Long time dm here: 12+ years of experience. Here's some tips:
- Relax. You got this.
- It isn't all on you. DnD is cooperative before anything else. I like to think of my role as being like a video game console: I'm there to provide a physics engine and lay down a scenario, but that doesn't work unless my players help out by buying into the scenario and accepting the way I run those physics. If anyone at the table is throwing off the vibe, your job is to remind them that they need to cooperate or it won't be fun.
- On that note, communicate with your players. Communicate frequently and make sure you talk over any problems anyone has, and also call out when people are being awesome.
- Your favorite home brewed item, mechanic, or monster is going to break the game. No, not that one that you've suspected of wrongdoing for months. That one is going to be comically underpowered. I'm talking about the clever mythology reference that neatly explains why your favorite region is as cool as it is. Yeah, that. It'll let a level 3 barbarian become immortal or something. When this happens, calmly inform your players that this was a mistake and the game will be much better if Gregnagax The Oaken-Thewed can't suplex the tarrasque.
- Seriously, you will need the phrase "that effect is unbalanced, so we won't be using it."
- You will need the table of damage by severity and level. It's on page 249 of the DMG. It is absurdly useful. Anytime you need to improvise damage, this chart is useful.
- Print out your monster and npc Stat blocks. Flipping through the books in combat sucks.
- Your campaign will go off the rails. Your plans will be destroyed so badly you don't even recognize them. This is normal. After the damage is done, consider how the people in your world will react to what just happened. Congratulations, that is the plot of your next session.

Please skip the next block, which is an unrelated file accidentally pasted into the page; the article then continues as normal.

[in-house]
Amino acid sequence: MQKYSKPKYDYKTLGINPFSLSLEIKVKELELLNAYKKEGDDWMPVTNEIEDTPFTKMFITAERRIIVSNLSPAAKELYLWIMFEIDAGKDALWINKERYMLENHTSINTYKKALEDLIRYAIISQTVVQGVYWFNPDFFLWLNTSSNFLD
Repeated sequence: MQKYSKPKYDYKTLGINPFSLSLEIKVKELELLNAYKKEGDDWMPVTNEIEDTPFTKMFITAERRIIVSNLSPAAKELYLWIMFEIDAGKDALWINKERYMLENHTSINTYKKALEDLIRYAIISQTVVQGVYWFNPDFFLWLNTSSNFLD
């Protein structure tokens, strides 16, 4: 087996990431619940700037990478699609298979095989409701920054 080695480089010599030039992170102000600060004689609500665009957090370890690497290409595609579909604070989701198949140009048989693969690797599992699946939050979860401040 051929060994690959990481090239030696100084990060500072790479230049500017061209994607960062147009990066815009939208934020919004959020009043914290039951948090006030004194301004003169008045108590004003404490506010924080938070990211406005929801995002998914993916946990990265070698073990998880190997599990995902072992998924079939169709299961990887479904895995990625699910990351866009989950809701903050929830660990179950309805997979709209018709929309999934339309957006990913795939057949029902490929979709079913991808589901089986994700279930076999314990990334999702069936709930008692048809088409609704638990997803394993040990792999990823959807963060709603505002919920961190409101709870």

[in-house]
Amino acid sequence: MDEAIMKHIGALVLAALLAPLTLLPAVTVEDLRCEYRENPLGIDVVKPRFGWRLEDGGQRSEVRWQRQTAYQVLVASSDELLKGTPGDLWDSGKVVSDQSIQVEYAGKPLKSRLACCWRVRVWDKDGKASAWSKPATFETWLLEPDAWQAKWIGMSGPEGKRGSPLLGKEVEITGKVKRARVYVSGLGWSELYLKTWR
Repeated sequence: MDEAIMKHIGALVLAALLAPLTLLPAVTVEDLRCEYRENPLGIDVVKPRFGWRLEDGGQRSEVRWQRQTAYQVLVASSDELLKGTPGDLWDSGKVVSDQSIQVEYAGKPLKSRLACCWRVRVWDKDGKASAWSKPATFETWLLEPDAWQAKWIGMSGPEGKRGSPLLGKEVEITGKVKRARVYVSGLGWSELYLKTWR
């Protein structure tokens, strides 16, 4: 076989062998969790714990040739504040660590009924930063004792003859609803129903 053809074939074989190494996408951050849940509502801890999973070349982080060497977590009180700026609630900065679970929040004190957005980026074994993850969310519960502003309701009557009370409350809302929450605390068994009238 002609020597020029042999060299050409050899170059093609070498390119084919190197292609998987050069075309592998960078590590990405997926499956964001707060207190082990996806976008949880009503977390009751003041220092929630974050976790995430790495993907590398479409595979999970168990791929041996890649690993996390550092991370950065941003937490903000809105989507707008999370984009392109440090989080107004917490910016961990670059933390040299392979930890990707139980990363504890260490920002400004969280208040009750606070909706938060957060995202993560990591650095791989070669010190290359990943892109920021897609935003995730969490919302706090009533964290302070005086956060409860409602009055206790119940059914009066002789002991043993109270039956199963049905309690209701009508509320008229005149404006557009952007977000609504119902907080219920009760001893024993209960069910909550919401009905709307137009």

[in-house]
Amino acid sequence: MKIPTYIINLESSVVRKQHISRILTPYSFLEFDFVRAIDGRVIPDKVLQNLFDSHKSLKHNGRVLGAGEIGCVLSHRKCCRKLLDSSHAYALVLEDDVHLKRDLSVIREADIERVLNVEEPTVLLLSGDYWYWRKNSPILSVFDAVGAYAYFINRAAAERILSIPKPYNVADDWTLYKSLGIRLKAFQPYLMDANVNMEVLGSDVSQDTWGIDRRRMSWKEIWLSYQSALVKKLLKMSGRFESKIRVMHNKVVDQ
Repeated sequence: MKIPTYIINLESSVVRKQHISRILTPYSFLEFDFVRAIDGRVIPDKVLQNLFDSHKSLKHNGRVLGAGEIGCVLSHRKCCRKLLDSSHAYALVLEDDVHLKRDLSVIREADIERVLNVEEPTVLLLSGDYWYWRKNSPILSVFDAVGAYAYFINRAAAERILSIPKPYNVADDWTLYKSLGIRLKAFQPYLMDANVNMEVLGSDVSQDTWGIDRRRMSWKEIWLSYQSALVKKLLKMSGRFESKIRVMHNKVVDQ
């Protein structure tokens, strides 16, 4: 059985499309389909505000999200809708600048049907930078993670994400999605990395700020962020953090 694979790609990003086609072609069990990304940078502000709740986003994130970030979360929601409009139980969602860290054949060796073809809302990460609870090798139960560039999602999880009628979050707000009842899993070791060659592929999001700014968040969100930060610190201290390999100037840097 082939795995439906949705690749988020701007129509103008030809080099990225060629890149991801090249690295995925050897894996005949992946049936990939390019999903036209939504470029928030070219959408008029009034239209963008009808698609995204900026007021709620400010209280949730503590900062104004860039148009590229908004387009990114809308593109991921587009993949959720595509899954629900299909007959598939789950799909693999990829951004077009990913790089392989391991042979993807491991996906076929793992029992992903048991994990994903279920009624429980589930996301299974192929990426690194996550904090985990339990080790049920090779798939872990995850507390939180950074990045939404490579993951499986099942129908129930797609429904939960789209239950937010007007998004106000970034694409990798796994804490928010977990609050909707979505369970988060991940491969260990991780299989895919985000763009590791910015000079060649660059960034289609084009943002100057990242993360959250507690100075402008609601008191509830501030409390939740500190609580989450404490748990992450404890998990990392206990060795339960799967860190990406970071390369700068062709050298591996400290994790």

- Remember to keep play fresh. Spice up combat heavy areas with cool lore moments, throw social encounters into clue gathering, make the mayor a very silly person, let the stablehand whistle all the damn time. This is especially helpful if you're including mysteries or politics, since vibrant worlds can make allegiances and deceptions less obvious.
- You are not Matt Mercer. Matt Mercer has a whole production team behind him, years of experience, and a party of professional actors. I love the DnD Renaissance, but it can make a dm feel really inadequate. This is a game of basements, rickety chairs, old dining room tables, and improvised miniatures. I promise that you will feel silly for your first couple of sessions. That's okay. You'll hit your groove, and it'll be fun tabletop evenings, not professional quality polished narrative and character arcs. Those silly low-budget moments are the best sign that you're doing it right.
- Most campaigns are confined to one or two tiers of play. Levels 3-to-10 is common. Campaigns to level 20 take years, and I've never been in one or run one that got all the way there. You'll spend a lot of time doing shorter campaigns, one shots and the like. If you manage to play to level 20, great, but be ready to accept that you might not. Campaigns fall apart because people have busy lives, and that's okay.
- And finally: relax. You got this.
i shaking this is extremely helpful thank you?? /gen
i never realized it before but the game console analogy is very helpful and also very true!! all the (good) dms i’ve had have always been very good at painting pictures of what’s going on/explaining how the world works and if anything, i want my world to be really colorful! and i want my players to enjoy playing in it
thank you so much for sharing your wisdom!!! very much appreciated by this babey dm <:)